Jennifer Lawrence Contacts FBI After Nude Photos Hacked

'Silver Linings Playbook' actress' photos were posted on image-sharing forum 4chan; Federal Bureau of Investigations is looking into matter More

This forum has been closed.
Comments
     
There are no comments in this forum. Be first and add one

Featured Videos

Your JavaScript is turned off or you have an old version of Adobe's Flash Player. Get the latest Flash player.
Ukraine Schools Resume Classes, Donate to Government Forcesi
X
September 02, 2014 12:58 PM
A new school year has started in Ukraine but thousands of children in the war-torn east are unable to attend because of ongoing clashes with pro-Russia rebels. In Ukraine's capital, patriotic education has become the norm along with donations to support injured security forces fighting to take back rebel-held areas. VOA's Daniel Schearf reports from Kyiv.
Video

Video Ukraine Schools Resume Classes, Donate to Government Forces

A new school year has started in Ukraine but thousands of children in the war-torn east are unable to attend because of ongoing clashes with pro-Russia rebels. In Ukraine's capital, patriotic education has become the norm along with donations to support injured security forces fighting to take back rebel-held areas. VOA's Daniel Schearf reports from Kyiv.
Video

Video US Detainees Want Negotiators for Freedom in North Korea

The three U.S. detainees held in North Korea were permitted to speak with foreign media Monday. The government of Kim Jong Un restricted the topics of the questions, and the interviews in Pyongyang were limited to five minutes. Each of the men asked Washington to send a representative to Pyongyang to secure his release. VOA’s Carolyn Presutti has our story.
Video

Video Internet, Technology Offer New Tools for Journalists

The Internet and rapidly evolving technology is quickly changing how people receive news and how journalists deliver it. There are now more ways to tell a story than ever before. One school in Los Angeles is teaching the next generation of journalists with the help of a state-of-the-art newsroom. Elizabeth Lee has this report.
Video

Video Turkmen From Amerli Describe Survival of IS Siege

Over the past few weeks, hundreds of Shi'ite Turkmen have fled the town of Amerli seeking refuge in the northern city of Kirkuk. Despite recent military gains after U.S. airstrikes that were coordinated with Iraqi and Kurdish forces, the situation remains dire for Amerli’s residents. Sebastian Meyer went to Kirkuk for VOA to speak to those who managed to escape.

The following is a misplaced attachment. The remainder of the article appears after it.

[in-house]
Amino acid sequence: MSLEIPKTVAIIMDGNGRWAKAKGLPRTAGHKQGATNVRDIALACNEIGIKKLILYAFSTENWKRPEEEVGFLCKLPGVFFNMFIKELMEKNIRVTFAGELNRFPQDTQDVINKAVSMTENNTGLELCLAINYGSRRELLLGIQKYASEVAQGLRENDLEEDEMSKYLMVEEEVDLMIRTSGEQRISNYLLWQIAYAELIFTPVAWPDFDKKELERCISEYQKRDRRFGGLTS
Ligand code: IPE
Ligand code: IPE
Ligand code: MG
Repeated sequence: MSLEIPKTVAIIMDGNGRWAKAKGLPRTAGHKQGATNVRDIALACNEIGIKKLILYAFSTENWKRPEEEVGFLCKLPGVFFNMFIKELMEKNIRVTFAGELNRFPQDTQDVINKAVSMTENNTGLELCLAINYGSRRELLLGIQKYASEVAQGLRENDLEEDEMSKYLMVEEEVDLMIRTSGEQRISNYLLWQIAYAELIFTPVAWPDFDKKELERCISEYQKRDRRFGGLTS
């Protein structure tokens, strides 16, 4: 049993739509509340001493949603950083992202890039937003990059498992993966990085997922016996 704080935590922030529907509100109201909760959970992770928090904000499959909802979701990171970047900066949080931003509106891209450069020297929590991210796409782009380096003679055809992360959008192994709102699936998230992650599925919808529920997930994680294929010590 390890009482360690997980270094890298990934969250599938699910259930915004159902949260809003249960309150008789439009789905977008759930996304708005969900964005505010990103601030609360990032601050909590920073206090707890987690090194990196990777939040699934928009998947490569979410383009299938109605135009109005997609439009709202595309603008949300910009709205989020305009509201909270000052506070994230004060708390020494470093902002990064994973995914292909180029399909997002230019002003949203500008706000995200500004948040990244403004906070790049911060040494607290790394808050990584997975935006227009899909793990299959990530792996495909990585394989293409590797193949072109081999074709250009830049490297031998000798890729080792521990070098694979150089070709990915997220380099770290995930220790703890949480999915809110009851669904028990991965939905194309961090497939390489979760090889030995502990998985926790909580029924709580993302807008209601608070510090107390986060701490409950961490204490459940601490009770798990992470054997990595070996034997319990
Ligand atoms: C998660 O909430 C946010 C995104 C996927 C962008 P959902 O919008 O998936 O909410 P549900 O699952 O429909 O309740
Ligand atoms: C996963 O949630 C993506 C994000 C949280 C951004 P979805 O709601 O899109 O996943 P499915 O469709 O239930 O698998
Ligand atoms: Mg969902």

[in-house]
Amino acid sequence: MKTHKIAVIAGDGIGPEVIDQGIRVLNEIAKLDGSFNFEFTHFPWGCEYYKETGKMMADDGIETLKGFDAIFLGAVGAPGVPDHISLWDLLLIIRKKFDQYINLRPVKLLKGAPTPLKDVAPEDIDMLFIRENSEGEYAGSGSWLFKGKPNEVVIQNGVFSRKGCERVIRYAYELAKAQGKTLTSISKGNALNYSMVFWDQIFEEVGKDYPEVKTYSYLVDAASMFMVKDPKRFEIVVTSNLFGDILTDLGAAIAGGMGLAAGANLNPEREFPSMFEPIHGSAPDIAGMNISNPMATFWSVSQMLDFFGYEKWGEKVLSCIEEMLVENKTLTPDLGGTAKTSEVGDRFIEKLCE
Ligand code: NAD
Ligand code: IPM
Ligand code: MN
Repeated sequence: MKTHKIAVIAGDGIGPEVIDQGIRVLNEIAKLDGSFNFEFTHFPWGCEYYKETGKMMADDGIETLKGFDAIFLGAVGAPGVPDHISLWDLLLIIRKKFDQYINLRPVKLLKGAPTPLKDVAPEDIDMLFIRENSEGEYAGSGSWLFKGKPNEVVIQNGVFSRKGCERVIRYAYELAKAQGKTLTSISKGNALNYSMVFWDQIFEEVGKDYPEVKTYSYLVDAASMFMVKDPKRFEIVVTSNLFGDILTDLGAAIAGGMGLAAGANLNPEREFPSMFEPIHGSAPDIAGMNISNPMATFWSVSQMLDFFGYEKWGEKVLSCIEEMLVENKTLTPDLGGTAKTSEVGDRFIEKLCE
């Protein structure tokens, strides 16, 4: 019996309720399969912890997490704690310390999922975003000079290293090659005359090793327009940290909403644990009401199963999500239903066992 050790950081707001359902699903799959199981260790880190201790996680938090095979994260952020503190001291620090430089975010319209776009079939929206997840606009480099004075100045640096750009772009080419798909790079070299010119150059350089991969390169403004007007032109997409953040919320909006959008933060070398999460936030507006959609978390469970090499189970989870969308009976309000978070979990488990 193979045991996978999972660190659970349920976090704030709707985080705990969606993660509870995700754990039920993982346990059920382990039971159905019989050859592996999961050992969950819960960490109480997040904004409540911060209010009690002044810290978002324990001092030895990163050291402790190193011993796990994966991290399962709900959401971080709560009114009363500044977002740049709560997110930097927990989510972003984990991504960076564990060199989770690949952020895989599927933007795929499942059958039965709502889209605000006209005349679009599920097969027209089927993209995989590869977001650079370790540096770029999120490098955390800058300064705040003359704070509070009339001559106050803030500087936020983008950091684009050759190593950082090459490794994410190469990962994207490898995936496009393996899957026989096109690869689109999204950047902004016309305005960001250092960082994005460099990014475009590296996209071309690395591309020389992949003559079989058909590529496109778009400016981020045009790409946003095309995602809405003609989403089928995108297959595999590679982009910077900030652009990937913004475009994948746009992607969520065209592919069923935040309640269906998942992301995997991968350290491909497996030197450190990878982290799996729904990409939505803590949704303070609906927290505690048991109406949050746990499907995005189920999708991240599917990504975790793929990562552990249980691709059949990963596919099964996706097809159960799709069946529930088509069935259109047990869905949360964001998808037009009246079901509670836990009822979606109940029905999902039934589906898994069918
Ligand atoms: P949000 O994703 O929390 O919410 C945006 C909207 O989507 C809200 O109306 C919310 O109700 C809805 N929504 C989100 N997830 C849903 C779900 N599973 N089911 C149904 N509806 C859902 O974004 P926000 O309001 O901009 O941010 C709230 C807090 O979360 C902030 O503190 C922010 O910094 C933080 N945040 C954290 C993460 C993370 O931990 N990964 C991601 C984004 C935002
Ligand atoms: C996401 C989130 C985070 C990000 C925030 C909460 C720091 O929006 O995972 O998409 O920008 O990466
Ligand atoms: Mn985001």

Video

Video West Africa Ebola Vaccine Trials Possible by Early 2015

A U.S. health agency is speeding up clinical trials of a possible vaccine against the deadly Ebola virus that so far has killed more than 1,500 people in West Africa. If successful, the next step would be a larger trial in countries where the outbreak is occurring. VOA's Carol Pearson has more.
Video

Video Survivors Commemorate 70th Anniversary of Nazi Liquidation of Jewish Ghetto

When the German Nazi army occupied the Polish city of Lodz in 1939, it marked the beginning of a long nightmare for the Jewish community that once made up one third of the population. Roughly 200,000 people were forced into the Lodz Ghetto. Less than 7,000 survived. As VOA’s Kane Farabaugh reports, some survivors gathered at the Union League Club in Chicago on the 70th anniversary of the liquidation of the Lodz Ghetto to remember those who suffered at the hands of the Nazi regime.
Video

Video Cost to Raise Child in US Continues to Rise

The cost of raising a child in the United States continues to rise. In its latest annual report, the U.S. Department of Agriculture says middle income families with a child born in 2013 can expect to spend more than $240,000 before that child turns 18. And sending that child to college more than doubles that amount. VOA’s Deborah Block visited with a couple with one child in Alexandria, Virginia, to learn if the report reflects their lifestyle.
Video

Video Chaotic Afghan Vote Recount Threatens Nation’s Future

Afghanistan’s troubled presidential election continues to be rocked by turmoil as an audit of the ballots drags on. The U.N. says the recount will not be completed before September 10. Observers say repeated disputes and delays are threatening the orderly transfer of power and could have dangerous consequences. VOA correspondent Meredith Buel reports.

AppleAndroid